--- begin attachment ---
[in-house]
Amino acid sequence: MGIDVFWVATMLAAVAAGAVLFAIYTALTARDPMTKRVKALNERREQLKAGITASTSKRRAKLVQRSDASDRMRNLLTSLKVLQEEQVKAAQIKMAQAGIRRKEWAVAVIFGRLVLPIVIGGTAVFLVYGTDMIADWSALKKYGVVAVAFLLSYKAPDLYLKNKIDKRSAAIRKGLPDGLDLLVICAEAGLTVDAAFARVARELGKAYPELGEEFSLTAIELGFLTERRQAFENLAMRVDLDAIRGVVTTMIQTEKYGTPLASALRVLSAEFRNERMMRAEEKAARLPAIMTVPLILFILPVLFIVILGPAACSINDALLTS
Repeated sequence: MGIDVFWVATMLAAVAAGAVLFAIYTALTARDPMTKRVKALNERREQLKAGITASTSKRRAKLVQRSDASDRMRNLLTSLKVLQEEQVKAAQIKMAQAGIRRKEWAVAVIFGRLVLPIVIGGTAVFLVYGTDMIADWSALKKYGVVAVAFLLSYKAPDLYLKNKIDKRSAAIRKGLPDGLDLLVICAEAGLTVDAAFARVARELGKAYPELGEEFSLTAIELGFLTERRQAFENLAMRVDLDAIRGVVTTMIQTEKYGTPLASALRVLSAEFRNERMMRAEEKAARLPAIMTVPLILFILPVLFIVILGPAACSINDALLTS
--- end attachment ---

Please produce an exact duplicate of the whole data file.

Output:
[in-house]
Amino acid sequence: MGIDVFWVATMLAAVAAGAVLFAIYTALTARDPMTKRVKALNERREQLKAGITASTSKRRAKLVQRSDASDRMRNLLTSLKVLQEEQVKAAQIKMAQAGIRRKEWAVAVIFGRLVLPIVIGGTAVFLVYGTDMIADWSALKKYGVVAVAFLLSYKAPDLYLKNKIDKRSAAIRKGLPDGLDLLVICAEAGLTVDAAFARVARELGKAYPELGEEFSLTAIELGFLTERRQAFENLAMRVDLDAIRGVVTTMIQTEKYGTPLASALRVLSAEFRNERMMRAEEKAARLPAIMTVPLILFILPVLFIVILGPAACSINDALLTS
Repeated sequence: MGIDVFWVATMLAAVAAGAVLFAIYTALTARDPMTKRVKALNERREQLKAGITASTSKRRAKLVQRSDASDRMRNLLTSLKVLQEEQVKAAQIKMAQAGIRRKEWAVAVIFGRLVLPIVIGGTAVFLVYGTDMIADWSALKKYGVVAVAFLLSYKAPDLYLKNKIDKRSAAIRKGLPDGLDLLVICAEAGLTVDAAFARVARELGKAYPELGEEFSLTAIELGFLTERRQAFENLAMRVDLDAIRGVVTTMIQTEKYGTPLASALRVLSAEFRNERMMRAEEKAARLPAIMTVPLILFILPVLFIVILGPAACSINDALLTS